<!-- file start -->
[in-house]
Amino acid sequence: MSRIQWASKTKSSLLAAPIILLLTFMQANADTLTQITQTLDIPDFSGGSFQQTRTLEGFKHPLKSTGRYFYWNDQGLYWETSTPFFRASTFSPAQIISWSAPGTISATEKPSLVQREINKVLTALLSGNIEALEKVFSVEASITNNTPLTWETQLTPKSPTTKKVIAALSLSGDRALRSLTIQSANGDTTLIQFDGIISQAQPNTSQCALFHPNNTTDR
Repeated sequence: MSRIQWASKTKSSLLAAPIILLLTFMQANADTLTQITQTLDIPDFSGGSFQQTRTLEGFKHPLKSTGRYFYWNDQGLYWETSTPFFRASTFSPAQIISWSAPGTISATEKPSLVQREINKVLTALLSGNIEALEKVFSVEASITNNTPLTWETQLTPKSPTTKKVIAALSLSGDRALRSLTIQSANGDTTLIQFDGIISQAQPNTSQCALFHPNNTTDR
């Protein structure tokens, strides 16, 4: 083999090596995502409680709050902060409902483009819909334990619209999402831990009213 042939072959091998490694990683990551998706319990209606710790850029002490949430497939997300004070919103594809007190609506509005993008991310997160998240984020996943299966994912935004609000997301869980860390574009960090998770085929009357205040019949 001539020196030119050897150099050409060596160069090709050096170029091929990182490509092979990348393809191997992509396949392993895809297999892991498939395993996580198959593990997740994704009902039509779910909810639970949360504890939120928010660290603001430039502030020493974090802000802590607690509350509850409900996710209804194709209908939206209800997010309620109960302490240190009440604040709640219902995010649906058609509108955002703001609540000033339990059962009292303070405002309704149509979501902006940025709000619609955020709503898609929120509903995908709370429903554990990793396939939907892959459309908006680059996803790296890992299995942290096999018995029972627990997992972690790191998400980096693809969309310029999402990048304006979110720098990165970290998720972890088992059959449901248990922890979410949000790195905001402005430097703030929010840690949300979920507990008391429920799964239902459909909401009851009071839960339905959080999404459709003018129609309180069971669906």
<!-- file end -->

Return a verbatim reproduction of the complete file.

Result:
[in-house]
Amino acid sequence: MSRIQWASKTKSSLLAAPIILLLTFMQANADTLTQITQTLDIPDFSGGSFQQTRTLEGFKHPLKSTGRYFYWNDQGLYWETSTPFFRASTFSPAQIISWSAPGTISATEKPSLVQREINKVLTALLSGNIEALEKVFSVEASITNNTPLTWETQLTPKSPTTKKVIAALSLSGDRALRSLTIQSANGDTTLIQFDGIISQAQPNTSQCALFHPNNTTDR
Repeated sequence: MSRIQWASKTKSSLLAAPIILLLTFMQANADTLTQITQTLDIPDFSGGSFQQTRTLEGFKHPLKSTGRYFYWNDQGLYWETSTPFFRASTFSPAQIISWSAPGTISATEKPSLVQREINKVLTALLSGNIEALEKVFSVEASITNNTPLTWETQLTPKSPTTKKVIAALSLSGDRALRSLTIQSANGDTTLIQFDGIISQAQPNTSQCALFHPNNTTDR
């Protein structure tokens, strides 16, 4: 083999090596995502409680709050902060409902483009819909334990619209999402831990009213 042939072959091998490694990683990551998706319990209606710790850029002490949430497939997300004070919103594809007190609506509005993008991310997160998240984020996943299966994912935004609000997301869980860390574009960090998770085929009357205040019949 001539020196030119050897150099050409060596160069090709050096170029091929990182490509092979990348393809191997992509396949392993895809297999892991498939395993996580198959593990997740994704009902039509779910909810639970949360504890939120928010660290603001430039502030020493974090802000802590607690509350509850409900996710209804194709209908939206209800997010309620109960302490240190009440604040709640219902995010649906058609509108955002703001609540000033339990059962009292303070405002309704149509979501902006940025709000619609955020709503898609929120509903995908709370429903554990990793396939939907892959459309908006680059996803790296890992299995942290096999018995029972627990997992972690790191998400980096693809969309310029999402990048304006979110720098990165970290998720972890088992059959449901248990922890979410949000790195905001402005430097703030929010840690949300979920507990008391429920799964239902459909909401009851009071839960339905959080999404459709003018129609309180069971669906």